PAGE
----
An example gate-level circuit, that specifies a formal-verification-output output called “final error,” is shown in FIG. 4. A design can be verified by proving that “final error” of FIG. 4 can never be Logic One. As can be seen, “assumption error” is connected to a recirculating latch configuration.

As can also be seen, “final error” is an AND of the “assertion error” output and the NOT of the recirculating latch output. If the formal verifier can prove that an “assertion error” can occur, while never violating an assumption constraint, then the DUT/DUV designer needs to be notified by asserting the “final error” output.

A variety of formal verifiers can be used. An example suitable formal verifier is presented in the following paper: “Formal Property Verification by Abstraction Refinement with Formal, Simulation and Hybrid Engine,” by D. Wang, P-H. Ho, J. Long, J. Kukula, Y. Zhu, T. Ma and R. Damiano, Proceedings of the Design Automation Conference, Jun. 18-22, 2001, Las Vegas, Nev., USA, pages 35-40. Formal verifiers, also referred to as symbolic model checkers, are also provided by the following companies: Real Intent, Inc., Santa Clara, Calif.; Jasper Design Automation, Inc., Mountain View, Calif.; and International Business Machines Corporation, Armonk, N.Y., with its “RuleBase Formal Verification Tool.”

In FIG. 8, such second step for formal verification is depicted by an assertion/assumption combiner process (840) and the resulting gate-level representation for formal verifier (841) that contains a single formal-verification-output.

1.2.2 Simulation Verification

If the gate-level assumption representation of the first step is to be used to generate test data for driving the DUT/DUV, in a simulation verification approach, the second step (see second step 703 of FIG. 7A) is to convert such gate-level assumption representation into a hybrid assumption representation that comprises:

    • i) the assumption pipelines as simulated circuit elements; and
    • ii) combinational constraints, referred to herein as “equivalent combinational assumption constraints,” whose solution by a conventional combinational constraint solver produces an output behavior for the environment that is in accord with the sequential assumption constraints.

During simulation, the assumption pipelines are simulated such that they hold, at any point in the simulation, state information necessary for a solution of the equivalent combinational assumption constraints to be in accord with the sequential assumption constraints. Also, during simulation, the equivalent combinational assumption constraints are solved and such solutions provide data, for driving inputs to the DUT/DUV, that is in accordance with the specified sequential assumption constraints.

Combinational assumption constraints, if included within an input set of assumption constraints for modeling an environment, can be implemented with just the equivalent combinational assumption constraints aspect of the hybrid assumption representation.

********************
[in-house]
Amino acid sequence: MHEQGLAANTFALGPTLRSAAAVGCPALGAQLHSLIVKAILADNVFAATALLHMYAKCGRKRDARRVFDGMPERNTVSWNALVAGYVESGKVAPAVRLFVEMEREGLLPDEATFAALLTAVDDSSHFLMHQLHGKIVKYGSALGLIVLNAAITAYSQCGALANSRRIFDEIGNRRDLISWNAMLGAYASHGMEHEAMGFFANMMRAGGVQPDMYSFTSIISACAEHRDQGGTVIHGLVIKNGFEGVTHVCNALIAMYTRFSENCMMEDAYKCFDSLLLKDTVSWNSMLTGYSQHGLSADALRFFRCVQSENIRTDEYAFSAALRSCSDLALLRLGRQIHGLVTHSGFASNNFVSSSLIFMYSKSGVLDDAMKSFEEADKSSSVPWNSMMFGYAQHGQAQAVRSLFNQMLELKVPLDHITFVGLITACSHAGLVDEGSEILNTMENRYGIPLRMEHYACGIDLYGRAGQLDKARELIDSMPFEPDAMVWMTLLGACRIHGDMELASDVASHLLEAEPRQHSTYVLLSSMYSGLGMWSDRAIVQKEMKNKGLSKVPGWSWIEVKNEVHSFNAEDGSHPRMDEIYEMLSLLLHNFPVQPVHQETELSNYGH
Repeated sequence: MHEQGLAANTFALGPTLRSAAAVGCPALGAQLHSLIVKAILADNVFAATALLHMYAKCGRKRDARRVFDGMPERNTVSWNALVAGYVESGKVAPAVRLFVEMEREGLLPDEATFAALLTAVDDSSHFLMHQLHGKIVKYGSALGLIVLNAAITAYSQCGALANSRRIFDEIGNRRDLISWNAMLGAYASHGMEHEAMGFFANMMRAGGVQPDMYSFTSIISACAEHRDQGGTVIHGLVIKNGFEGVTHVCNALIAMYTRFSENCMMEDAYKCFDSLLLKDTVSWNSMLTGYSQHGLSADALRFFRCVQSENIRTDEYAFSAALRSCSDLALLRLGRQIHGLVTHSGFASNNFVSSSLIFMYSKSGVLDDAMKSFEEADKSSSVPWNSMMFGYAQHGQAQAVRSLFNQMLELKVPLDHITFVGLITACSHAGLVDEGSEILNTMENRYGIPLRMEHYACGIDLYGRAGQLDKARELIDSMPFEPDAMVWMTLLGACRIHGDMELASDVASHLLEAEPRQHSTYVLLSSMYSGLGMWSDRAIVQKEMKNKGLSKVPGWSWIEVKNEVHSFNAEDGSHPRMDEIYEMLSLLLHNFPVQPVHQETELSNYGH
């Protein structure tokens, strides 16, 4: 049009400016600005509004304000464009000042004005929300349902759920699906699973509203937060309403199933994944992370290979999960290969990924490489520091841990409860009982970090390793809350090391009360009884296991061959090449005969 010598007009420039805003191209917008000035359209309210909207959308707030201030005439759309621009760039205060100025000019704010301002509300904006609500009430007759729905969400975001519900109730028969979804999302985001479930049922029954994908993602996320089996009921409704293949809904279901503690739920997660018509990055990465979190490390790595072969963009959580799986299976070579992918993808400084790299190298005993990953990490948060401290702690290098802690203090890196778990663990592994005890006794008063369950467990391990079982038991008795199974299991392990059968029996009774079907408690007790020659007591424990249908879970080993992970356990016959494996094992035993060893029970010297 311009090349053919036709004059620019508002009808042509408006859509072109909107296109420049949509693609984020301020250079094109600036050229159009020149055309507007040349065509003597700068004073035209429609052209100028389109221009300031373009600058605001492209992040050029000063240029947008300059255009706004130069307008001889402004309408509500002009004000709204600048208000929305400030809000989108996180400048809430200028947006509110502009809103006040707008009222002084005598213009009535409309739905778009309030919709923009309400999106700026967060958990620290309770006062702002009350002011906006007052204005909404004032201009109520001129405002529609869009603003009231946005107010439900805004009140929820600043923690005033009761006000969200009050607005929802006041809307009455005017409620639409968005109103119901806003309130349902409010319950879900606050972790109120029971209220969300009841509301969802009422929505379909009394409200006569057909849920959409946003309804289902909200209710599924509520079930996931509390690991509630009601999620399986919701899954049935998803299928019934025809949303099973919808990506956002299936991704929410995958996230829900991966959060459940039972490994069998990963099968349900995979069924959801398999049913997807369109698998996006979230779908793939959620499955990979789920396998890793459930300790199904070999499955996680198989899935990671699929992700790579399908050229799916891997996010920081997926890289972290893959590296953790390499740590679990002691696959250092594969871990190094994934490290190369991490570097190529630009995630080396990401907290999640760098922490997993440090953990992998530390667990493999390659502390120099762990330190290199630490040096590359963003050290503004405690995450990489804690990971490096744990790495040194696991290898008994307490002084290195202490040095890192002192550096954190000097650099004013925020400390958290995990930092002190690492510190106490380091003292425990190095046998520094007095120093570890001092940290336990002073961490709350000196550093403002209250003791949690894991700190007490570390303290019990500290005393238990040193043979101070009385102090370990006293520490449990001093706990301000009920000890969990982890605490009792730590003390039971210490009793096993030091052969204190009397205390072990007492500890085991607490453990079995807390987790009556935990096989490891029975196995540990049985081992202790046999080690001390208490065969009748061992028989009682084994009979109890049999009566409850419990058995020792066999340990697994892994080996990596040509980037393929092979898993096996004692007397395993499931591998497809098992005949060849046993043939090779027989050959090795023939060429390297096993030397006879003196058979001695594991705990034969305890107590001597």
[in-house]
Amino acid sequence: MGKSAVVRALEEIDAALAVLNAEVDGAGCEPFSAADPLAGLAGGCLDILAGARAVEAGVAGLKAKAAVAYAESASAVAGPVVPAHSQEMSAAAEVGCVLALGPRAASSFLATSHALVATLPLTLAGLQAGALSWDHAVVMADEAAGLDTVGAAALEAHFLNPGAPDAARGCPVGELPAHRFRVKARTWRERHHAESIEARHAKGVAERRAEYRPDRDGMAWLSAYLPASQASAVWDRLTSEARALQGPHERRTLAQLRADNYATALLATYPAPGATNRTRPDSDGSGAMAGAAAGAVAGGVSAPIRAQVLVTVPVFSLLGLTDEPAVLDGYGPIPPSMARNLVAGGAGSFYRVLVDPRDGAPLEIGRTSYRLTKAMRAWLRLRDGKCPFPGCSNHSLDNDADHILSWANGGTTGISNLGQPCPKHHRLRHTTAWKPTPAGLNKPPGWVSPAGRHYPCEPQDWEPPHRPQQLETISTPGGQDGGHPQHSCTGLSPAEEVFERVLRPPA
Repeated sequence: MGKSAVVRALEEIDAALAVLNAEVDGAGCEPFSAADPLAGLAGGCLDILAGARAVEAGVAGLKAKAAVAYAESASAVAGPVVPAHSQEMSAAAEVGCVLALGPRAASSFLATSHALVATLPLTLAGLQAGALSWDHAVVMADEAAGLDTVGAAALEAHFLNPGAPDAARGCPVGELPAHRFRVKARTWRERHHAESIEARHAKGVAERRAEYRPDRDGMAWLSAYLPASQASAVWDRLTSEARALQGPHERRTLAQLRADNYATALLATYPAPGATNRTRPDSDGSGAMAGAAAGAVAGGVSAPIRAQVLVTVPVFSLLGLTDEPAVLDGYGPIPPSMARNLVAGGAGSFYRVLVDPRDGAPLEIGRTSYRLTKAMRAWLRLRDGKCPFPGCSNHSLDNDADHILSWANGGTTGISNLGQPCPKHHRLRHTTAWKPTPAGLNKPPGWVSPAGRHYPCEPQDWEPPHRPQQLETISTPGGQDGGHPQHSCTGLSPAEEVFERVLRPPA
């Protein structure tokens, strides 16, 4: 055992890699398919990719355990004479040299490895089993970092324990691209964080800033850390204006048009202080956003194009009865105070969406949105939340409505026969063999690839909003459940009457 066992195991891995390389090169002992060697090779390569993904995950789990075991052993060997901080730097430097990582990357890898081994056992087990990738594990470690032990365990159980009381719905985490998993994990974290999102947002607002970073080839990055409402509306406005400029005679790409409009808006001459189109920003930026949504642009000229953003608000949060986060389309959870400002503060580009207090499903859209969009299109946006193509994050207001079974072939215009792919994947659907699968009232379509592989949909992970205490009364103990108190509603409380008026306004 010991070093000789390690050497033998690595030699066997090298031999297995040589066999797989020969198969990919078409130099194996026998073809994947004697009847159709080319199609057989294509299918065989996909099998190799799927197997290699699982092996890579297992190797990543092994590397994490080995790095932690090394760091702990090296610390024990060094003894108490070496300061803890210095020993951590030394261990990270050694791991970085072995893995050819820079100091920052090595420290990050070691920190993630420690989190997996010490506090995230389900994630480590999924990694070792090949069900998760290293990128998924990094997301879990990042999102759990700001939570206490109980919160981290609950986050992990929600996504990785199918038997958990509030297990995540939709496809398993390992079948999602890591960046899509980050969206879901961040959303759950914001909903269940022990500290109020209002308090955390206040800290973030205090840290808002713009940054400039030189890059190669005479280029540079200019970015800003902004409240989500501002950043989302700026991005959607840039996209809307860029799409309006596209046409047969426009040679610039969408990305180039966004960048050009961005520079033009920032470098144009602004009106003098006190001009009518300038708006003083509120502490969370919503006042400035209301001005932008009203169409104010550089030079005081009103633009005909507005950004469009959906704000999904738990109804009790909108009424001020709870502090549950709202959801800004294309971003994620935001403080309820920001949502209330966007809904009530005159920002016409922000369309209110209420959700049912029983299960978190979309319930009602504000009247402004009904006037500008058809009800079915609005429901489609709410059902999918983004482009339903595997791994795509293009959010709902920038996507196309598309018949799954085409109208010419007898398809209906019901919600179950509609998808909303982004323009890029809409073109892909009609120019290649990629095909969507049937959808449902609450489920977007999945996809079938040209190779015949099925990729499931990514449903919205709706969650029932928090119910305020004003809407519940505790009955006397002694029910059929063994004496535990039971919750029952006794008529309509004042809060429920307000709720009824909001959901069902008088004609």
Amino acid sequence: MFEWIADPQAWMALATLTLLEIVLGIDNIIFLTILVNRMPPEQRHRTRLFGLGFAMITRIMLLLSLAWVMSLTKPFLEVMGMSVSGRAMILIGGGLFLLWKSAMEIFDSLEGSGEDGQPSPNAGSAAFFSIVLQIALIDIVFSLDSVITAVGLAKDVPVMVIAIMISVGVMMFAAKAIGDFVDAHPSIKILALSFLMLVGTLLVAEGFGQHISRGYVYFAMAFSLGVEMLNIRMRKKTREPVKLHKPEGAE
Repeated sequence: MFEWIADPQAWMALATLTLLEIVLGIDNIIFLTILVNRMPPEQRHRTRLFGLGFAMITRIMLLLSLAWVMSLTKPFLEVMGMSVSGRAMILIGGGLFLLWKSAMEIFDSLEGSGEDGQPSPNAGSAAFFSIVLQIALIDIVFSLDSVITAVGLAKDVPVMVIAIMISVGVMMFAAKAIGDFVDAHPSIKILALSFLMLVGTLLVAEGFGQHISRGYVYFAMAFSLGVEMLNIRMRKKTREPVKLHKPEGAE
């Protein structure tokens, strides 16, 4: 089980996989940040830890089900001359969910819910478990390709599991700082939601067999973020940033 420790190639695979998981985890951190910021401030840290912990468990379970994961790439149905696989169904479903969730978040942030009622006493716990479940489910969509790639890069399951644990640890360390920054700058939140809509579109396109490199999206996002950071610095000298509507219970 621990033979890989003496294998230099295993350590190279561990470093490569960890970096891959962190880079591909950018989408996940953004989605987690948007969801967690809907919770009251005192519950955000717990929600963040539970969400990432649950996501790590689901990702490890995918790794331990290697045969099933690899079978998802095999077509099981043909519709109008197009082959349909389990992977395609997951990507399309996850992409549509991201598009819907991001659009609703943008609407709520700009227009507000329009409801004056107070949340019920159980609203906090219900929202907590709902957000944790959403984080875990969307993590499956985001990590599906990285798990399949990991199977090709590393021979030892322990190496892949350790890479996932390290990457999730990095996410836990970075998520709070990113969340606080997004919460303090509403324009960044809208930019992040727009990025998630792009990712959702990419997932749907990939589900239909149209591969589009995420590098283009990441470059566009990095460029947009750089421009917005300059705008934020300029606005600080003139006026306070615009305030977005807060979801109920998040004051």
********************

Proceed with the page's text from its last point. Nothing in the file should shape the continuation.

The equivalent combinational assumption constraints are formed from a set of gates, referred to herein as the “augmented assumption gates.” The augmented assumption gates can be extracted by beginning at the assumption error output and finding a transitive fanin, where such fanin stops under either of two conditions: reaching a register output, reaching an input to the DUT/DUV. The transitive fanin does not stop upon reaching an output of the DUT/DUV and, therefore, such fanin continues until a register output, within the DUT/DUV, is reached. It is the fact that the transitive fanin does not stop at a DUT/DUV output that can cause the augmented assumption gates to contain additional gates in comparison to the assumption gates.

For the example of FIG. 3, such transitive fanin extracts, as the augmented assumption gates, gates 300 and 301. If wire 312 of gate 300 were an output of the DUT/DUV, rather than the input shown, the transitive fanin would continue back into the internal circuitry of the DUT/DUV until its first layer of registers is reached.

The augmented assumption gates can be translated into equivalent combinational assumption constraints, expressed in a symbolic form, as follows: each gate's functionality is replaced by an appropriate logical operator; an input to a gate, from an output of a register within the DUT/DUV, is replaced by a state variable whose value is determined by the value of its corresponding register output; and an input to a gate, connected to an input of the DUT/DUV, is converted into a random variable.

Another approach can be to translate the augmented assumption gates into a BDD by any one of several known methods. As with translation to symbolic form, an input to the BDD is a state variable where an input to a gate is connected to an output of a register within the DUT/DUV and an input to the BDD is an RV where an input to a gate is connected to an input of the DUT/DUV. Such BDD can then be input to a BDD constraint solver. If such BDD constraint solver seeks solutions where all of its BDD constraints are true, the BDD result of translating the augmented assumption gates may be input to the constraint solver in complemented form.